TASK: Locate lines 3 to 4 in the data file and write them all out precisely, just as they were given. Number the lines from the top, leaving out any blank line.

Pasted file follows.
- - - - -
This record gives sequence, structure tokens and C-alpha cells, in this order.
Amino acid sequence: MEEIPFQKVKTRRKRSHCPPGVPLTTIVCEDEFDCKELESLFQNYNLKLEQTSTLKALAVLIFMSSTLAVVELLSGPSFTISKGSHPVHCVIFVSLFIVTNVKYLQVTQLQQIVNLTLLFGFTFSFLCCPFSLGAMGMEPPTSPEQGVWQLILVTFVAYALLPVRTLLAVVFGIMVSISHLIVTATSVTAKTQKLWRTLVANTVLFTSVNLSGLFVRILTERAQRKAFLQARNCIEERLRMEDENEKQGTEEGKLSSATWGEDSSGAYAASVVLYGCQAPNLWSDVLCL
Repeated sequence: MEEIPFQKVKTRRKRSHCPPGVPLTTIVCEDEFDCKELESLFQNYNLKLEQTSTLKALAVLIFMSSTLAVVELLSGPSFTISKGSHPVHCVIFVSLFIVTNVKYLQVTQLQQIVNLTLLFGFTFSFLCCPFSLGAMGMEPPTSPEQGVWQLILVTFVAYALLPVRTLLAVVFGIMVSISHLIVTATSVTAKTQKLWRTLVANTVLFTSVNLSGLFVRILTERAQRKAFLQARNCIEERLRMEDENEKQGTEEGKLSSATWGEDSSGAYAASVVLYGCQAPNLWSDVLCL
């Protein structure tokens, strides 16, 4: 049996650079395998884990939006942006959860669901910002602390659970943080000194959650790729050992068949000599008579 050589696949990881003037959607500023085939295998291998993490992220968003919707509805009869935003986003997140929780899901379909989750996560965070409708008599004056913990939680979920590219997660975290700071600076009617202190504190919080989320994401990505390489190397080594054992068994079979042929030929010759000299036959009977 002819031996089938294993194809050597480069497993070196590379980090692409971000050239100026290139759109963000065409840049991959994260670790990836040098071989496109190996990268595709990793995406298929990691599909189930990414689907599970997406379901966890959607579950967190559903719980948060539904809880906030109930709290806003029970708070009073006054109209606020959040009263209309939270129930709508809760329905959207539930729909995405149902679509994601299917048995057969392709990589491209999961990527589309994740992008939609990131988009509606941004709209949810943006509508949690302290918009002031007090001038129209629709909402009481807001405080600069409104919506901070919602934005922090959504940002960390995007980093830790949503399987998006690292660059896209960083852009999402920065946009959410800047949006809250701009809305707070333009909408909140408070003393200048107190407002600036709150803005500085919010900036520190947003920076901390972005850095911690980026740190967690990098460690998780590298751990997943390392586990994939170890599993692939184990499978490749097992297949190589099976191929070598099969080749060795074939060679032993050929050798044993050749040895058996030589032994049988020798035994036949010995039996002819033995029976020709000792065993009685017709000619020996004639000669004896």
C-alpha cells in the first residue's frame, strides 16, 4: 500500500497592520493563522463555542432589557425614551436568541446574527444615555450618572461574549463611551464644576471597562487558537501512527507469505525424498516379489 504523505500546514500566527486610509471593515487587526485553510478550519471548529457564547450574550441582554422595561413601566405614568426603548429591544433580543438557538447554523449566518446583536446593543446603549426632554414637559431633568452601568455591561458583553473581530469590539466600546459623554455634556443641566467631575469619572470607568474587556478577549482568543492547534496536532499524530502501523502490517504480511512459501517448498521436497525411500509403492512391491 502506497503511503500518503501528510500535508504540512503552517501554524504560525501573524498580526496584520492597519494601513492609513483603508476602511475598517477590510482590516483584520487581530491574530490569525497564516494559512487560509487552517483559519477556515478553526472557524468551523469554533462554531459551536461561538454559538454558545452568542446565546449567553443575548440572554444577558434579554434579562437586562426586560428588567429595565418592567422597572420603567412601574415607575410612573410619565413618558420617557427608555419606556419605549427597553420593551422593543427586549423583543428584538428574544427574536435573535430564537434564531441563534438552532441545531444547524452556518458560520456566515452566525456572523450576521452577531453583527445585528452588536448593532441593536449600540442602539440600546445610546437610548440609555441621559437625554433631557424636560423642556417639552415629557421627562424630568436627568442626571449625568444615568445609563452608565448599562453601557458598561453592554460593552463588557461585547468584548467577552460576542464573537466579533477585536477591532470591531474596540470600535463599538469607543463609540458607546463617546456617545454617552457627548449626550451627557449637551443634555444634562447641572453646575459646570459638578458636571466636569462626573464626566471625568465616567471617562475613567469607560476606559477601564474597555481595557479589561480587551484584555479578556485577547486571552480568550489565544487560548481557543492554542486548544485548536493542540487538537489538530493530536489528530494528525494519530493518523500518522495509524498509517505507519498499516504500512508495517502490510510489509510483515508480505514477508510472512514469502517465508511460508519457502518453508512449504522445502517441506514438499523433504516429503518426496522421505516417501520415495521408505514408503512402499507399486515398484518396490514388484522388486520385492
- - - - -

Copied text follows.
Repeated sequence: MEEIPFQKVKTRRKRSHCPPGVPLTTIVCEDEFDCKELESLFQNYNLKLEQTSTLKALAVLIFMSSTLAVVELLSGPSFTISKGSHPVHCVIFVSLFIVTNVKYLQVTQLQQIVNLTLLFGFTFSFLCCPFSLGAMGMEPPTSPEQGVWQLILVTFVAYALLPVRTLLAVVFGIMVSISHLIVTATSVTAKTQKLWRTLVANTVLFTSVNLSGLFVRILTERAQRKAFLQARNCIEERLRMEDENEKQGTEEGKLSSATWGEDSSGAYAASVVLYGCQAPNLWSDVLCL
């Protein structure tokens, strides 16, 4: 049996650079395998884990939006942006959860669901910002602390659970943080000194959650790729050992068949000599008579 050589696949990881003037959607500023085939295998291998993490992220968003919707509805009869935003986003997140929780899901379909989750996560965070409708008599004056913990939680979920590219997660975290700071600076009617202190504190919080989320994401990505390489190397080594054992068994079979042929030929010759000299036959009977 002819031996089938294993194809050597480069497993070196590379980090692409971000050239100026290139759109963000065409840049991959994260670790990836040098071989496109190996990268595709990793995406298929990691599909189930990414689907599970997406379901966890959607579950967190559903719980948060539904809880906030109930709290806003029970708070009073006054109209606020959040009263209309939270129930709508809760329905959207539930729909995405149902679509994601299917048995057969392709990589491209999961990527589309994740992008939609990131988009509606941004709209949810943006509508949690302290918009002031007090001038129209629709909402009481807001405080600069409104919506901070919602934005922090959504940002960390995007980093830790949503399987998006690292660059896209960083852009999402920065946009959410800047949006809250701009809305707070333009909408909140408070003393200048107190407002600036709150803005500085919010900036520190947003920076901390972005850095911690980026740190967690990098460690998780590298751990997943390392586990994939170890599993692939184990499978490749097992297949190589099976191929070598099969080749060795074939060679032993050929050798044993050749040895058996030589032994049988020798035994036949010995039996002819033995029976020709000792065993009685017709000619020996004639000669004896």